I've recently updated the rusoto.org source to remove stability tags from services in order to make automating the supported services list easier. However, we haven't had much action in that area yet.

The biggest bang for our buck is probably having our sample code run. We have some locked-down AWS creds in Travis for SCCache ( #833 ). Being able to ensure the DynamoDB sample in our README runs would be 👍 .

If I could wave a magic wand and have one thing, a comprehensive https://rusoto.org site would make me really happy. 😄

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srijs Feb 11, 2018

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Just to create some visibility here, @jonhoo has recorded a great live-coding video where he's using Rusoto to spin up EC2 spot instances.

Watching the part where Jon was integrating Rusoto made me cringe a lot (to be clear, entirely not his fault) due to all the problems he ran into with our documentation.

The YouTube link to jump to the beginning of the Rusoto part is here: https://www.youtube.com/watch?v=Zdudg5TV9i4&feature=youtu.be&t=2190

The video is worth a watch and I think does an excellent job at shining an even brighter light at some of the pain points with our current documentation setup, and should help us understand better where we can improve.

I'll try to find the time later to provide a written summary of the roadblocks from the video.

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srijs commented Feb 11, 2018

Just to create some visibility here, @jonhoo has recorded a great live-coding video where he's using Rusoto to spin up EC2 spot instances.

Watching the part where Jon was integrating Rusoto made me cringe a lot (to be clear, entirely not his fault) due to all the problems he ran into with our documentation.

The YouTube link to jump to the beginning of the Rusoto part is here: https://www.youtube.com/watch?v=Zdudg5TV9i4&feature=youtu.be&t=2190

The video is worth a watch and I think does an excellent job at shining an even brighter light at some of the pain points with our current documentation setup, and should help us understand better where we can improve.

I'll try to find the time later to provide a written summary of the roadblocks from the video.

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matthewkmayer Feb 11, 2018

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This is the first time I've seen someone find our outdated gitbook published to github pages. I've made rusoto/rusoto.github.io#80 to track fixing that to redirect to rusoto.org which is the correct, up-to-date site.

Thanks for the link to that video!

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matthewkmayer commented Feb 11, 2018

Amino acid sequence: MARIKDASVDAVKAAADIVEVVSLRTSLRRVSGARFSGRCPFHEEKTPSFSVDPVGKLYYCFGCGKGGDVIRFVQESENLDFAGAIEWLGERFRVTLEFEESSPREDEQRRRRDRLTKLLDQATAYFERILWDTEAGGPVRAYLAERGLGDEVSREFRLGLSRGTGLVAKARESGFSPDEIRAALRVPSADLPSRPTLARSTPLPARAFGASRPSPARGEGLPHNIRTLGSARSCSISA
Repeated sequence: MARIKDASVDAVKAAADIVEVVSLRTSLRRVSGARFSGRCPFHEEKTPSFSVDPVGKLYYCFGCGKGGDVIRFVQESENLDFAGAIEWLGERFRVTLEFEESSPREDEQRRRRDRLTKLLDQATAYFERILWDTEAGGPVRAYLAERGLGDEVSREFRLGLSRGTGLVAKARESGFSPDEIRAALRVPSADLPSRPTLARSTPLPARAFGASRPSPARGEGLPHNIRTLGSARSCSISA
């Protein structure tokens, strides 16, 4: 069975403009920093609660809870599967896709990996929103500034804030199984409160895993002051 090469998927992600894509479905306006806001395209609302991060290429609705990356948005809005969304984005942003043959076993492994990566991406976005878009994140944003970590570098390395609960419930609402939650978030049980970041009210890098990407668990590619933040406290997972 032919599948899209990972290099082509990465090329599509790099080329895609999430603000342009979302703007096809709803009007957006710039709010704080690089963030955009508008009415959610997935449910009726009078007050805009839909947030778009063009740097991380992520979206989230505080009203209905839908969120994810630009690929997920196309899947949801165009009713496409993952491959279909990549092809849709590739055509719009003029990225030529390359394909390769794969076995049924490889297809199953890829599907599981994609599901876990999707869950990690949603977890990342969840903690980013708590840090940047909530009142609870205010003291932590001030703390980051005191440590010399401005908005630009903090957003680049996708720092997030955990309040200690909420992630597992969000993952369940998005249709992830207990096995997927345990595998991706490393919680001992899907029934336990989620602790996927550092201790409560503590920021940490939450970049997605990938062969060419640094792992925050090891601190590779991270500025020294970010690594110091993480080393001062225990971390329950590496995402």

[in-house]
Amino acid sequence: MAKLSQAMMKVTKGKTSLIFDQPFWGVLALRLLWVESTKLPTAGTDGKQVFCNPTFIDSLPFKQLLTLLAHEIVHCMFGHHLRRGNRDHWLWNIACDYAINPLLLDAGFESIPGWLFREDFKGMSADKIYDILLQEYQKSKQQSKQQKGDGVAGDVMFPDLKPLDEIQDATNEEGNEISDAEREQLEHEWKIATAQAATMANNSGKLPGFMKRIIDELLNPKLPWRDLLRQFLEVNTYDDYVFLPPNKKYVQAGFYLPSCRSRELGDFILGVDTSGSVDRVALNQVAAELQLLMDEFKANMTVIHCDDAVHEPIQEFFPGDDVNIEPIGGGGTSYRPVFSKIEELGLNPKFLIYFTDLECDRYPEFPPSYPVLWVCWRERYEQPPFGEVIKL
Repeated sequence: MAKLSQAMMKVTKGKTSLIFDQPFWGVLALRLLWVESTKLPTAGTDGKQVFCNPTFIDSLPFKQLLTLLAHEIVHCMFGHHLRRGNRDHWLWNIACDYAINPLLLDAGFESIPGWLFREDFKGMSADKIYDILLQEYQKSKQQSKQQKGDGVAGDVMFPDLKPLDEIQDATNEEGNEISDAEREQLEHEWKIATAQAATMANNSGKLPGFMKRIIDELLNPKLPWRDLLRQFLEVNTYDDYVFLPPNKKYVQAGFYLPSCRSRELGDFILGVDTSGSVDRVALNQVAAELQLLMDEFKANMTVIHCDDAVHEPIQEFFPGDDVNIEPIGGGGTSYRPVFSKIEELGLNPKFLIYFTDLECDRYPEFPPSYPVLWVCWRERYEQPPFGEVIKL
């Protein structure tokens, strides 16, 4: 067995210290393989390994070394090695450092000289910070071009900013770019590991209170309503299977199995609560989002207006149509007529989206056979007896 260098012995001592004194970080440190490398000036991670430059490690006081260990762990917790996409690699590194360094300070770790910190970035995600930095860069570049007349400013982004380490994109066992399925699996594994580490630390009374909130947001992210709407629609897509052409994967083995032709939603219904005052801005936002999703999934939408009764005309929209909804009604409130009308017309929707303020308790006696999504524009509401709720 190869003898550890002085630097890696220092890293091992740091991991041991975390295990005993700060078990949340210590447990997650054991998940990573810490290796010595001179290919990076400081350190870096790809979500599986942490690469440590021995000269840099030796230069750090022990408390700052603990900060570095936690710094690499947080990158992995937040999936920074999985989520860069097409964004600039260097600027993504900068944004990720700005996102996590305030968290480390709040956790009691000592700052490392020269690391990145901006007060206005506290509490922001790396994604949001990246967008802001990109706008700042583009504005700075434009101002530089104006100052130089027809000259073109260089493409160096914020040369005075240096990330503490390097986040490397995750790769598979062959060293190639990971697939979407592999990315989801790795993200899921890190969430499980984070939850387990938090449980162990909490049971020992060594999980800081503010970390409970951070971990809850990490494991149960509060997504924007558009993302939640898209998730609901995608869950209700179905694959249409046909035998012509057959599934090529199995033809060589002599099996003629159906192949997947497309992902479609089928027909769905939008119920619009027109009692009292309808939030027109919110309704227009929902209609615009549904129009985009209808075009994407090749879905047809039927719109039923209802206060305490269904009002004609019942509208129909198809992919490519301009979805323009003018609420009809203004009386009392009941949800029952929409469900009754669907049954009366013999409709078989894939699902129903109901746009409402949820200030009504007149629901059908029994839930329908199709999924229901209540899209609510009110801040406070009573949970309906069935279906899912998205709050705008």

This is the first time I've seen someone find our outdated gitbook published to github pages. I've made rusoto/rusoto.github.io#80 to track fixing that to redirect to rusoto.org which is the correct, up-to-date site.

Thanks for the link to that video!

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matthewkmayer Mar 20, 2018

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I'm strongly considering relying on docs.rs for published docs. It's accurate for our published crates and lets of skip doc generation in Travis, which is a big contributor to our slow build times on the stable Rust on Linux build. We should verify they look as expected first since we do some massaging of docs from botocore.

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matthewkmayer commented Mar 20, 2018

I'm strongly considering relying on docs.rs for published docs. It's accurate for our published crates and lets of skip doc generation in Travis, which is a big contributor to our slow build times on the stable Rust on Linux build. We should verify they look as expected first since we do some massaging of docs from botocore.

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srijs Mar 23, 2018

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Sounds good to me!

This will also remove the problem of the published documentation being generated from the master branch instead of the latest release.

I still have that branch where I attempt to do conversion of the weird AWS documentation format into proper Markdown, which might improve the formatting and help us get rid of the hoedown hack.

Maybe we could also consider contributing a feature to docs.rs to group certain crates (maybe based on workspace?) to improve the discoverability, but I'm not sure how that could look like yet.

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srijs commented Mar 23, 2018

Sounds good to me!

This will also remove the problem of the published documentation being generated from the master branch instead of the latest release.

I still have that branch where I attempt to do conversion of the weird AWS documentation format into proper Markdown, which might improve the formatting and help us get rid of the hoedown hack.

Maybe we could also consider contributing a feature to docs.rs to group certain crates (maybe based on workspace?) to improve the discoverability, but I'm not sure how that could look like yet.